Symantec Finds Stuxnet Targets Iranian Nuclear Enrichment
Researchers report that the industrial control system malware is aimed at hindering Iran's efforts to convert uranium into atomic bomb-grade fuel.
The Stuxnet malware appears designed to disrupt the uranium enrichment capabilities of Iran.
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Previously, Symantec found that Stuxnet was able to modify the code on programmable logic controllers (PLCs) used in industrial control systems. The goal of such alterations, however, wasn't known, though it was curious that Iran seemed to be hardest hit by the malware.
But now, with the help of an unnamed Dutch expert in the Profibus communications module -- also targeted by Stuxnet -- Eric Chien, technical director of Symantec Security Response, said that Symantec had unraveled "the purpose of all of Stuxnet's code."
Here's how it works: Stuxnet watches for frequency converter drives (used to control motor speeds) operating at certain, very high frequencies -- between 807 Hz and 1210 Hz. Once spotted, Stuxnet hijacks the PLC code and begins altering how the drives operate. "In addition to other parameters, over a period of months, Stuxnet changes the output frequency for short periods of time to 1410 Hz and then to 2 Hz and then to 1064 Hz," meaning that it speeds up and slows down the motors, said Chien. "Modification of the output frequency essentially sabotages the automation system from operating properly."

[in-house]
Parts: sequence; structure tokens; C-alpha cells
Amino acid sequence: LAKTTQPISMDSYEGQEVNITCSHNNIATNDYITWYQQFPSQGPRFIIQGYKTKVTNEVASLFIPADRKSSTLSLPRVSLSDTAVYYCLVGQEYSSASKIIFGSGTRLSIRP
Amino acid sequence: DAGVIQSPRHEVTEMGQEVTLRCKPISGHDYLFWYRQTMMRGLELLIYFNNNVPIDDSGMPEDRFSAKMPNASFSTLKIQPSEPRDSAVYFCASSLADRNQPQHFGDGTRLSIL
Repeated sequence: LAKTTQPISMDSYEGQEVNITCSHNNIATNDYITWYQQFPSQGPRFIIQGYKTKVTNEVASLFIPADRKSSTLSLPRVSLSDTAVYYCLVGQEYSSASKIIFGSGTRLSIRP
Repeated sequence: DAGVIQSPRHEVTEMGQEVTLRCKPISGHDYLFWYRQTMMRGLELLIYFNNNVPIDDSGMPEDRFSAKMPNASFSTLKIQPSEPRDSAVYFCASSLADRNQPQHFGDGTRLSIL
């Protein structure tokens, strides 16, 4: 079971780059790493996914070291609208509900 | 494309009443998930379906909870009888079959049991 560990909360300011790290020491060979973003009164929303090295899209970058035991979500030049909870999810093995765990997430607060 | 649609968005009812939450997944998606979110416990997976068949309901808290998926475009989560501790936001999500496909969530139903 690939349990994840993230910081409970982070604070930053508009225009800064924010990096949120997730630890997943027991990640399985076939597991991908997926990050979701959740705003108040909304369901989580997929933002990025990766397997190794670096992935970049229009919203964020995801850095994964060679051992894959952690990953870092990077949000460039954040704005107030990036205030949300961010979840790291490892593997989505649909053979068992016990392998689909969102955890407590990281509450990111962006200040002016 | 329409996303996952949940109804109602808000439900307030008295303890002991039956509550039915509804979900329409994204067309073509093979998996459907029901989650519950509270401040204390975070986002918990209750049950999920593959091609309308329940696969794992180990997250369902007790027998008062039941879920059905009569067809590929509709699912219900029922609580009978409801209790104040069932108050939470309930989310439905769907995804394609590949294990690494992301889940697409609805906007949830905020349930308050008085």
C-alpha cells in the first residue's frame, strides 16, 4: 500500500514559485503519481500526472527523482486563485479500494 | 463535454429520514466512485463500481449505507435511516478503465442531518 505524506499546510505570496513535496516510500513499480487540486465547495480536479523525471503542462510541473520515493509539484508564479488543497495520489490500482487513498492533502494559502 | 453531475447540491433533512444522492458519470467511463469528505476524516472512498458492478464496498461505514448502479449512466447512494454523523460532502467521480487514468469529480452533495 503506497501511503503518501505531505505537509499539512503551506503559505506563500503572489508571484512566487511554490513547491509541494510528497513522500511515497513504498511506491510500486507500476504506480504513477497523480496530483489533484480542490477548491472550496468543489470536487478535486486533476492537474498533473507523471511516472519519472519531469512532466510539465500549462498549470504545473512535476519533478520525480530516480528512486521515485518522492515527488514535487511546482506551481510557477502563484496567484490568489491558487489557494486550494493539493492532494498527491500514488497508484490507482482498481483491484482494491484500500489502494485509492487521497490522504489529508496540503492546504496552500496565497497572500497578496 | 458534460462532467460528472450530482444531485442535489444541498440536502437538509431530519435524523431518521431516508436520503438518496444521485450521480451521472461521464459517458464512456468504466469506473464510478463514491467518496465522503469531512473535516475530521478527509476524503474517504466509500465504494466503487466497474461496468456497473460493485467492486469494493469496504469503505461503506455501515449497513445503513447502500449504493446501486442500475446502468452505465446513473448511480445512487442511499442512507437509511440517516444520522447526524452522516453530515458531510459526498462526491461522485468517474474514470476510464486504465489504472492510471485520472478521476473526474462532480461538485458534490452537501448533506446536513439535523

What uses high-frequency drives? With the disclaimer that they're not industrial control system experts, the authors of Symantec's report into Stuxnet said that "efficient low-harmonic frequency converter drives that output over 600 Hz are regulated for export in the United States by the Nuclear Regulatory Commission as they can be used for uranium enrichment."
Another piece of the puzzle is that Stuxnet only targets drives from two vendors -- one based in Finland, and the other in Tehran, Iran. In short, Stuxnet appears designed to foil Iran's ability to enrich uranium to the point where it could be used to build a bomb.
As that suggests, Symantec said that whoever built Stuxnet likely had substantial backing. First, they would have required a complete test environment to mirror their target. In addition, they would have required substantial reconnaissance of the target systems. In fact, they may have used malware to map the schematics of targeted industrial control systems, as well as the configurations of each PLC, which are unique.
In short, Stuxnet was built to work. "Each feature of Stuxnet was implemented for a specific reason," said Symantec.
As perimeters melt away, security goes beyond encryption, authentication, and monitoring. We also need to ensure privileged users aren't betraying trust. In this report, we'll cover ways to track who did what to which system, and when. Download the report here (registration required).